This became quite evident during the 2020 election. As we had so much time to be glued to any kind of news we could absorb, many people became hypersensitive to politics, to the point of neighbors turning against each other simply because of their politics.
          While it may seem strange, people have become addicted to learning anything and everything about a particular subject to an almost unhealthy level. During 2020, while the world was in the grip of a global pandemic, millions of people around the world were quarantined in their homes with nothing more than their families and the internet to help them pass the time.
          Many people searched daily and sometimes hourly in hopes of new information about the virus, a vaccine, financial help from the government, and anything that would give them some sort of sign the pandemic would be over soon. The news ultimately became an unhealthy addiction that led people down the road to depression, giving them the feeling that things were hopeless and our situation would never improve. It became such a problem, mental health experts urged people to unplug from their phones and computers and take the time to relax. 

A Less Digital Life

          With hope finally on the horizon thanks to several COVID vaccines, it appears 2020’s “new normal” may finally be a thing of the past. However, it will still be a few months before we can all get back to the normal we all can recognize.
          There is no time better than now to begin taking steps to curb our addiction to technology and social media so we’re ready for the day when we can enjoy life again with friends and family without the worry of masks, infections, and restrictions on places we can visit.
          Of course, all habits, good or bad, are established by repetition. Forcing yourself to get into a different mindset and routine when it comes to how much time you spend online with your devices is critical to see changes.

  • Make Schedules Work - If you’re one of the hundreds of thousands of people who transitioned to working from home, you’re probably learning it’s not an easy professional life. If you’re a workaholic, there is also the temptation to continue working long after the standard work day.
    If you had a normal worked schedule before you worked from home, it’s important you set a schedule now. Set office hours for yourself, while being a little flexible if necessary, and stick to those hours. Don’t allow yourself to be taken advantage of by your job simply because you’re home and always near a computer.

    The same goes for kids learning from home. They also should have hours that mimic their hours in school.

  • Hit the Off Switch - Have a set time during the day to turn off your devices. Consider having a disconnected time during the day when you don’t use your devices and also have a time at night when you stop using all technology so you can sleep better.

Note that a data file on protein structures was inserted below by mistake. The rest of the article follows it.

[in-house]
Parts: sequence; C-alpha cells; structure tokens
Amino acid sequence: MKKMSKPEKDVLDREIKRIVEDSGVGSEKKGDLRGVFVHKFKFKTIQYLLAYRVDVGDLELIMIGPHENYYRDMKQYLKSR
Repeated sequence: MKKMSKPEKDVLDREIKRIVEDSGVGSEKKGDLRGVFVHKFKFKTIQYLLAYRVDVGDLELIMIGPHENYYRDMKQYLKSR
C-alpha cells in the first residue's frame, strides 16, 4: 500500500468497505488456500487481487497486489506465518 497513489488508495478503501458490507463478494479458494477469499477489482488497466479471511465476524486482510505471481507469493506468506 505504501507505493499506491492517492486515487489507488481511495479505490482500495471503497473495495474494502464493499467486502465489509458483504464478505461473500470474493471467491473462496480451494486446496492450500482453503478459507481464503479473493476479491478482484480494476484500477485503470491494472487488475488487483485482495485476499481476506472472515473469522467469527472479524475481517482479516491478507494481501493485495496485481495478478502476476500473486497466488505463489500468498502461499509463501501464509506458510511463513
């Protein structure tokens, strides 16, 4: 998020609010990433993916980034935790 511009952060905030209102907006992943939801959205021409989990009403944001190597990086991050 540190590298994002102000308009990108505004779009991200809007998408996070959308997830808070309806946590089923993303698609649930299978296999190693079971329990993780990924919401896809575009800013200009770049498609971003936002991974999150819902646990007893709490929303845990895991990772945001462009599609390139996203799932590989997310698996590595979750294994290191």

• Don’t Switch One Tech for Another - If you’re spending hours upon hours on your phone or computer, don’t substitute it with something like TV or video games as your means of unplugging. Unplugging means removing yourself from technology, not simply reducing how much time you spend on one device.

  • A Healthy New Hobby - The new time you’ve found by putting your technology to the side should be used for something that gets you active or helps you relax.

    For example, lace up your shoes and go for a walk or a run so you can improve your health and get much needed sunshine. Other examples include reading a book (not an ebook), gardening, cooking, or volunteering. The key is to do something that removes the temptation of technology and replaces it with something that improves you mentally, physically, or both.

  • Quality Family Time - There’s probably no better time to sit down and spend time with your family than now. Get the family together and do things that don’t involve devices such as having a game night, sharing a meal together, cooking or baking together, camping, or taking a road trip. This also creates an opportunity to speak with you children and find out how they’re doing mentally and emotionally. 

  • Writing to Relax - Many people use social media as an outlet for how they’re feeling. There is a sense of comfort being able to say what’s on your mind and knowing your friends or family members can respond and validate your feelings. However, instead of reaching for your phone and venting on social media, where you might say something you’ll regret, reach for a notebook instead.

    Keeping a journal can be a big help if you’re feeling emotionally overwhelmed or stressed out with life. As you make changes to get your stress and life under control, you can come back to your journal and see how you started and the changes you made.

  • Make limitations - If you simply can’t remove yourself completely for social media for family or for work, try to limit yourself to one or two platforms and limit the amount of time you spend on them daily. Choose the platform you use most often, and dedicate no more than an hour to checking everything you’ve missed, usually in the later part of the day.

  • Practice Benevolence - Doing something for something else isn’t just a great way to disconnect, but it’s a great way to spread some happiness for the world around you. Do something for someone like run an errand for them, make them food, make them something, etc. Doing something for a friend or family member can be a great mood booster and may inspire you to do more.

          In anything you decide to do to help you spend less time on the internet or your devices, make sure you’re staying safe and taking proper precautions based on your city or state’s requirements. If spending time outside, make sure you’re as far away from people as possible or making sure you wear a mask while on a walk or run in case you come into contact with other people.